Hello from the last day of a GREAT week of #nomoretraffik awareness & action! Can’t believe it’s almost over. The STOP THE TRAFFIK NI community groups have been leaflet dropping, dressing models (more on that later), giving chocolate to their local council members, hosting information sessions all across Northern Ireland! I tweeted from @NoMoreTraffik yesterday, essentially just gushing over what the groups have done this week and this year. Check it out here.
No More Traffik has been delighted to support these things and to host some events – today will be a fun day involving an online EP launch, a football tournament and chocolate parties! Find out more here.
Anywayyyy, Thursday night I got to attend a Fashion Show at the Titanic Drawing Rooms (OH MY WORD AMAZING VENUE I WANT TO LIVE THERE) hosted by UNIFY NI, a collective of amazing designers in Northern Ireland. The show I was at was the Boutique & Designer show, and last UNIFY hosted another to highlight the work of Belfast MET students. They very kindly decided to raise awareness of human trafficking in the process through their partnership with The A21 Campaign and we were delighted to be involved. Thanks to UNIFY NI and A21 for being so generous and for giving the centre-stage (or catwalk, ha) spot to such an important issue.
The clothes and jewellery on display during the catwalk were incredible – Goddess & Swift, Gordon Donaldson and The Yellowest Diamonds (photo below is the models just about to walk in some of the YD collection) were stand-outs for me.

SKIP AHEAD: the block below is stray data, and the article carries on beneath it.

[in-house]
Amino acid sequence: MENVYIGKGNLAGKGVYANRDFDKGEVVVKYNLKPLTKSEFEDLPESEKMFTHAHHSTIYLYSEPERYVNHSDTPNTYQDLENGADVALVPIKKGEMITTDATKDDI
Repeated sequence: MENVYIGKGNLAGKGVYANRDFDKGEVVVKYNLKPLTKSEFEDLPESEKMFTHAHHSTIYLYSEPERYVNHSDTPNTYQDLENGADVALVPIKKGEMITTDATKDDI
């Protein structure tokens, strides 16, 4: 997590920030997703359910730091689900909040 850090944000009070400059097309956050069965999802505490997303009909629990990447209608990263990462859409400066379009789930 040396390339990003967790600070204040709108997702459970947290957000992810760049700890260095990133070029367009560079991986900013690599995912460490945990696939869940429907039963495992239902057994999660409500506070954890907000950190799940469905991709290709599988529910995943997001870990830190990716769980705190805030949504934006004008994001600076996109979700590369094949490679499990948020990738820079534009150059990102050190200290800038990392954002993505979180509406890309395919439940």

It was also fun to attend with friends, colleagues and my lovely mum who texted during the show suggesting she wear a slinky navy strapless dress with fur lining as her MOB outfit.
And I had a very proud moment when Emma, the NMT intern this year, and Amy, who is part of the working group on the #makefashiontraffikfree campaign, highlighted trafficking in the fashion industry as well as in Northern Ireland (thanks to Charlotte and Abi who spoke last night as well!). I’ve blogged about the Sumangali Scheme a bit on here – the Indian girls who had managed to leave were interviewed by our friends at STOP THE TRAFFIK Australia when they were creating the campaign. The girls didn’t ask for compensation for the horrors they’d been through: they simply asked for their stories to be told, in the hope that this would prevent others from being exploited. And we tell their stories. NMT also tells stories of local trafficking, because we also hope that this will act as an agent for change…and it has.